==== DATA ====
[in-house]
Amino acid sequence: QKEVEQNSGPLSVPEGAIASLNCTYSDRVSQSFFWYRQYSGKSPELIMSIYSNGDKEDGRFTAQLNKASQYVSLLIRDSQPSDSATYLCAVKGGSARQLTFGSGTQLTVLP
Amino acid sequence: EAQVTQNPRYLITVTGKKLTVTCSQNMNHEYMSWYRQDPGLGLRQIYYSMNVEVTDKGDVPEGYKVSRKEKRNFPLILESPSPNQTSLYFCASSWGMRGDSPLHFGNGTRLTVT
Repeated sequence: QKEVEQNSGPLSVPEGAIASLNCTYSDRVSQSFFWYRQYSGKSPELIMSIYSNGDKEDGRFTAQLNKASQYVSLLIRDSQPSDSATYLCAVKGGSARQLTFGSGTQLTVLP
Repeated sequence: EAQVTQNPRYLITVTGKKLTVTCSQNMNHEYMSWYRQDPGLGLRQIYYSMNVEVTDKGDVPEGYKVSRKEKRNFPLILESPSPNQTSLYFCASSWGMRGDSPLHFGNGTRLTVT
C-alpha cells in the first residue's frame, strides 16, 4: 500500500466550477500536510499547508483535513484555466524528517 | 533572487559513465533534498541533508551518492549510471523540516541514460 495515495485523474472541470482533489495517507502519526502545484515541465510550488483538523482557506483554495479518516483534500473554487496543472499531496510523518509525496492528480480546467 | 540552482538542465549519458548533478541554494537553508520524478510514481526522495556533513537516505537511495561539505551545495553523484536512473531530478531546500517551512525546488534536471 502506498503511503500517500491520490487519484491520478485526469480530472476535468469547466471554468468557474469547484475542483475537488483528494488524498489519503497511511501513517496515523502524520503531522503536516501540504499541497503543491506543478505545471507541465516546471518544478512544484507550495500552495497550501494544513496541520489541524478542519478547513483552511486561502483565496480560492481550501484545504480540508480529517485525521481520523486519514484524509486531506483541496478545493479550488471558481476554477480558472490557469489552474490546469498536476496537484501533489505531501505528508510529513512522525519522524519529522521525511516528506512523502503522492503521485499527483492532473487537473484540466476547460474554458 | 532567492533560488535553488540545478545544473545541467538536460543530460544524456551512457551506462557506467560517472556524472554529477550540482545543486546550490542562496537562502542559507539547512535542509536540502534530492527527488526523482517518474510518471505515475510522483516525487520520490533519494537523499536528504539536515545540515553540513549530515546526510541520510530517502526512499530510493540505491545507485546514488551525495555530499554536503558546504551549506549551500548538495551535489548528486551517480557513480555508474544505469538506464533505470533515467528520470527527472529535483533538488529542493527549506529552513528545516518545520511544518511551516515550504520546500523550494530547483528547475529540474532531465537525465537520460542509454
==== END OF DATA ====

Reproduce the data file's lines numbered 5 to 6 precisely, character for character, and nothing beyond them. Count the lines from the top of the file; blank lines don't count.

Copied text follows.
Repeated sequence: EAQVTQNPRYLITVTGKKLTVTCSQNMNHEYMSWYRQDPGLGLRQIYYSMNVEVTDKGDVPEGYKVSRKEKRNFPLILESPSPNQTSLYFCASSWGMRGDSPLHFGNGTRLTVT
C-alpha cells in the first residue's frame, strides 16, 4: 500500500466550477500536510499547508483535513484555466524528517 | 533572487559513465533534498541533508551518492549510471523540516541514460 495515495485523474472541470482533489495517507502519526502545484515541465510550488483538523482557506483554495479518516483534500473554487496543472499531496510523518509525496492528480480546467 | 540552482538542465549519458548533478541554494537553508520524478510514481526522495556533513537516505537511495561539505551545495553523484536512473531530478531546500517551512525546488534536471 502506498503511503500517500491520490487519484491520478485526469480530472476535468469547466471554468468557474469547484475542483475537488483528494488524498489519503497511511501513517496515523502524520503531522503536516501540504499541497503543491506543478505545471507541465516546471518544478512544484507550495500552495497550501494544513496541520489541524478542519478547513483552511486561502483565496480560492481550501484545504480540508480529517485525521481520523486519514484524509486531506483541496478545493479550488471558481476554477480558472490557469489552474490546469498536476496537484501533489505531501505528508510529513512522525519522524519529522521525511516528506512523502503522492503521485499527483492532473487537473484540466476547460474554458 | 532567492533560488535553488540545478545544473545541467538536460543530460544524456551512457551506462557506467560517472556524472554529477550540482545543486546550490542562496537562502542559507539547512535542509536540502534530492527527488526523482517518474510518471505515475510522483516525487520520490533519494537523499536528504539536515545540515553540513549530515546526510541520510530517502526512499530510493540505491545507485546514488551525495555530499554536503558546504551549506549551500548538495551535489548528486551517480557513480555508474544505469538506464533505470533515467528520470527527472529535483533538488529542493527549506529552513528545516518545520511544518511551516515550504520546500523550494530547483528547475529540474532531465537525465537520460542509454